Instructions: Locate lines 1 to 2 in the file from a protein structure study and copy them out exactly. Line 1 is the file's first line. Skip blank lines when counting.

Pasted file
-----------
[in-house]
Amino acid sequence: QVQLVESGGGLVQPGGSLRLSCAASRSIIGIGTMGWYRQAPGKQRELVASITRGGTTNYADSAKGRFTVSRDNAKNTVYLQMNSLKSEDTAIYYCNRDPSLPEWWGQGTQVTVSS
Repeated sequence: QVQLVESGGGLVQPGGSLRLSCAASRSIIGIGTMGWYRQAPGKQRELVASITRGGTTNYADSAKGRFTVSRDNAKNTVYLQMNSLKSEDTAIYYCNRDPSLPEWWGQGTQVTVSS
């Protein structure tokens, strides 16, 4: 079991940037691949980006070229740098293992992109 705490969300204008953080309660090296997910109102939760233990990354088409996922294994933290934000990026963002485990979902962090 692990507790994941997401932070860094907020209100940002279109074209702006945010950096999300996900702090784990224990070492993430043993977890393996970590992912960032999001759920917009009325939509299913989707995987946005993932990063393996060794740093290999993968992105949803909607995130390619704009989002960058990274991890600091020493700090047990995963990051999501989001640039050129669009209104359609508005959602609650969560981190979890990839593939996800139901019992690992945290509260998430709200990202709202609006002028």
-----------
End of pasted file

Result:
[in-house]
Amino acid sequence: QVQLVESGGGLVQPGGSLRLSCAASRSIIGIGTMGWYRQAPGKQRELVASITRGGTTNYADSAKGRFTVSRDNAKNTVYLQMNSLKSEDTAIYYCNRDPSLPEWWGQGTQVTVSS